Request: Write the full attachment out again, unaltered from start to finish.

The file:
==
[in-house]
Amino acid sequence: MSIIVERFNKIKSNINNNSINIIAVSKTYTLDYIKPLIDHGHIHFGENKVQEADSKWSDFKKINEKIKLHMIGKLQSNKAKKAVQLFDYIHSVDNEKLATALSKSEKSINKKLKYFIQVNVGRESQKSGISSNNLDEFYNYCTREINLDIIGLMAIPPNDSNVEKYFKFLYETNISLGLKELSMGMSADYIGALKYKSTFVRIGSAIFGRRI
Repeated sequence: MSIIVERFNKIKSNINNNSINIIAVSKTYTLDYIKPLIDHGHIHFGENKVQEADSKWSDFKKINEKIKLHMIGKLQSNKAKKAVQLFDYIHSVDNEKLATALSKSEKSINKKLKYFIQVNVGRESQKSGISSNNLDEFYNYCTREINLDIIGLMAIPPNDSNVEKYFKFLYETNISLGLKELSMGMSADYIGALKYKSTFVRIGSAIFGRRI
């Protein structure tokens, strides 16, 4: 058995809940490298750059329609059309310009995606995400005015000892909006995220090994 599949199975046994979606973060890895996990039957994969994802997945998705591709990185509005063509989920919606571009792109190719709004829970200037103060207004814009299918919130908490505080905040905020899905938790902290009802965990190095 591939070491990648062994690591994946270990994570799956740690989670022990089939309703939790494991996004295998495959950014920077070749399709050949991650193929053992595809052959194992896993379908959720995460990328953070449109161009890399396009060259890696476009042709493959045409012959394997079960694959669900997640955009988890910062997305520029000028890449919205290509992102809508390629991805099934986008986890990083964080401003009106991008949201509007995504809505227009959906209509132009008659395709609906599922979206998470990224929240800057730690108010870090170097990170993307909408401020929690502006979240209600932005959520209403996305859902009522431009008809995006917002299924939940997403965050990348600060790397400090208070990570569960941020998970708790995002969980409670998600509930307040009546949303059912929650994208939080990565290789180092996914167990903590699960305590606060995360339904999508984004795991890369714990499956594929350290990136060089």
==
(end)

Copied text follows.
[in-house]
Amino acid sequence: MSIIVERFNKIKSNINNNSINIIAVSKTYTLDYIKPLIDHGHIHFGENKVQEADSKWSDFKKINEKIKLHMIGKLQSNKAKKAVQLFDYIHSVDNEKLATALSKSEKSINKKLKYFIQVNVGRESQKSGISSNNLDEFYNYCTREINLDIIGLMAIPPNDSNVEKYFKFLYETNISLGLKELSMGMSADYIGALKYKSTFVRIGSAIFGRRI
Repeated sequence: MSIIVERFNKIKSNINNNSINIIAVSKTYTLDYIKPLIDHGHIHFGENKVQEADSKWSDFKKINEKIKLHMIGKLQSNKAKKAVQLFDYIHSVDNEKLATALSKSEKSINKKLKYFIQVNVGRESQKSGISSNNLDEFYNYCTREINLDIIGLMAIPPNDSNVEKYFKFLYETNISLGLKELSMGMSADYIGALKYKSTFVRIGSAIFGRRI
């Protein structure tokens, strides 16, 4: 058995809940490298750059329609059309310009995606995400005015000892909006995220090994 599949199975046994979606973060890895996990039957994969994802997945998705591709990185509005063509989920919606571009792109190719709004829970200037103060207004814009299918919130908490505080905040905020899905938790902290009802965990190095 591939070491990648062994690591994946270990994570799956740690989670022990089939309703939790494991996004295998495959950014920077070749399709050949991650193929053992595809052959194992896993379908959720995460990328953070449109161009890399396009060259890696476009042709493959045409012959394997079960694959669900997640955009988890910062997305520029000028890449919205290509992102809508390629991805099934986008986890990083964080401003009106991008949201509007995504809505227009959906209509132009008659395709609906599922979206998470990224929240800057730690108010870090170097990170993307909408401020929690502006979240209600932005959520209403996305859902009522431009008809995006917002299924939940997403965050990348600060790397400090208070990570569960941020998970708790995002969980409670998600509930307040009546949303059912929650994208939080990565290789180092996914167990903590699960305590606060995360339904999508984004795991890369714990499956594929350290990136060089």